Israel has chosen not to choose, hoping the conflict will resolve itself—perhaps the Arabs will disappear, maybe some cosmic miracle will happen … One day we will become a binational state because it will be impossible to untie the Gordian knot between the two peoples. That is not the way to decide … Israel has one existential threat. It is a ticking bomb. We have chosen to stick our head in the sand, creating a variety of external threats … Israel must deal with the demographic reality and [decide] which state we want to be. Life with alternative facts harbors a disaster for the Zionist vision….
Who Is to Blame for this Predicament?
Objectively speaking, there is more than sufficient blame to assign to all the parties to the conflict:
- Israel: For its intransigence and insatiable appetite for land, specifically other people’s land, namely Palestinian land.
- Palestine: For its political weakness and lack of internal cohesion to articulate an achievable, forward-looking vision and political strategy for ending the Israeli occupation.
- The Arab world: For its political and social paralysis and preoccupation with internal narrow interests and collective resignation from national commitments to the Palestine cause.
- The world community: For its ambivalence and abdication of responsibilities under international law.
- The United States: For losing track of its own national interests by reducing itself to a biased active party to the Arab-Israeli conflict, thus disqualifying itself from playing a constructive and effective leadership role in any potential political process that might emerge.
It is public knowledge that the United States has been dabbling with resolving the Palestine question since 1937, the date of the Peel Commission partition plan. Arab-Israeli peacemaking has been a national sport for every US administration since 1948. Washington has proposed more peace proposals than any other stakeholder in the conflict. Yet, in practical terms, the American contribution to effecting a peaceful solution to the Arab-Israeli conflict has been lackluster, at best, lacking in vitality, political backbone, and even moral conviction. The same criticisms certainly remain valid and apply to the current administration and its declared objectives to resolve the Palestinian-Israeli conflict.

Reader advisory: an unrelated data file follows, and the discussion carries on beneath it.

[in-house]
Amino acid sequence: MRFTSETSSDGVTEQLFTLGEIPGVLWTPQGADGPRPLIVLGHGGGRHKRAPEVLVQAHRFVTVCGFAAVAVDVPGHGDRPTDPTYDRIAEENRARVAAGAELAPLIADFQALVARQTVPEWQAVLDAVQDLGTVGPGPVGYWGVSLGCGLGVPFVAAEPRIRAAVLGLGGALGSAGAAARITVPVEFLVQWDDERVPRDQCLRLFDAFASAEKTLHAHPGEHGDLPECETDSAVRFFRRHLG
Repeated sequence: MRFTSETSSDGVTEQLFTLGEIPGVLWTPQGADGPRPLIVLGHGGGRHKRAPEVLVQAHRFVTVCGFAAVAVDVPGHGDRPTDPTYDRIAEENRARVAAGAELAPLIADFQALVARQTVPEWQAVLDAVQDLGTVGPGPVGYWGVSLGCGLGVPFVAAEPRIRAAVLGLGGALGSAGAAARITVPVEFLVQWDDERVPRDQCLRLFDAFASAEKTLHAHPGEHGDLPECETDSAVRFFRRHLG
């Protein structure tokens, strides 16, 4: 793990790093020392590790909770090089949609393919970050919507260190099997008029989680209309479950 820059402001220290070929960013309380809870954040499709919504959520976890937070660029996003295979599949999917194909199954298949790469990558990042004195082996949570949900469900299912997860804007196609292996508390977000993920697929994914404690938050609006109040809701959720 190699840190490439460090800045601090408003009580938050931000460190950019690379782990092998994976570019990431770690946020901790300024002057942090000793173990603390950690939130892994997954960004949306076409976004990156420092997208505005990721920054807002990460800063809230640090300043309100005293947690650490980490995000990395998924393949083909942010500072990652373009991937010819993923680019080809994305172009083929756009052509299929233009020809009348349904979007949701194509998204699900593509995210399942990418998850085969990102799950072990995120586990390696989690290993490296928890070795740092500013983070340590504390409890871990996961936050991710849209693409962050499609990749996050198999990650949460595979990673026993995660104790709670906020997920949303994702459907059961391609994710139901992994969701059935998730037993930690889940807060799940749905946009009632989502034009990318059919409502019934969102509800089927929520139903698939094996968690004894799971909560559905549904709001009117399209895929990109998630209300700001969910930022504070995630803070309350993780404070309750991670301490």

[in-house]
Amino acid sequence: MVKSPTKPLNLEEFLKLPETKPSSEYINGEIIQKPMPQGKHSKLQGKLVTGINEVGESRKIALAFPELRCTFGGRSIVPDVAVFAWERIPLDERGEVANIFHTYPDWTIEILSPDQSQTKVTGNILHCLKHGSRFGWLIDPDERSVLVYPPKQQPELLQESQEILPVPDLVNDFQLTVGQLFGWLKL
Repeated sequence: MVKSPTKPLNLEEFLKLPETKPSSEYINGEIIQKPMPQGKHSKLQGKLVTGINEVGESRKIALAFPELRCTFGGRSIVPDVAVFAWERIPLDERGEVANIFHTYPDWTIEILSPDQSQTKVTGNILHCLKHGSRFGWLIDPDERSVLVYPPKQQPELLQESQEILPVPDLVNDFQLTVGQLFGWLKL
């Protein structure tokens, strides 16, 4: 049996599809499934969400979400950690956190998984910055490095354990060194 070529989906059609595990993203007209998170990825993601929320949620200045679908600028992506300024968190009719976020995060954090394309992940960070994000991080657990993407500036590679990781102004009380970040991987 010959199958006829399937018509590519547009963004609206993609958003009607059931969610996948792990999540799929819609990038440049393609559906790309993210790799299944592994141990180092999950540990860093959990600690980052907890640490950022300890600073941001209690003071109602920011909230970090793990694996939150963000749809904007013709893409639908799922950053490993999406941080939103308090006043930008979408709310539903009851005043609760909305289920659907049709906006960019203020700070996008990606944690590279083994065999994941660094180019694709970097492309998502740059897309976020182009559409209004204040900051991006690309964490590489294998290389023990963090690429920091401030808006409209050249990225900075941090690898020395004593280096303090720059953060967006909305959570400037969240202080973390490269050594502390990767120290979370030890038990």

The Trump-Kushner-Greenblatt Plan
Throughout his campaign for the presidency, Donald Trump expressed his personal determination to tackle the Arab-Israeli conflict, and specifically the Palestine issue. He insisted publicly that a Middle East peace deal was “within reach” and “not as difficult as people have thought over the years.”
Yet, here we are one year later, left in limbo without a definitive plan or any specific terms of reference beyond good intentions by a president who never misses an opportunity to tell the whole world about his unmatched negotiating skills and unwavering personal commitment to solve this protracted conflict.
The parameters of the rumored Trump “ultimate deal,” like all Trump plans, remain vague, if not totally unknown. The ultimate deal has become, in reality, the ultimate hype.
The Jerusalem Policy Blunder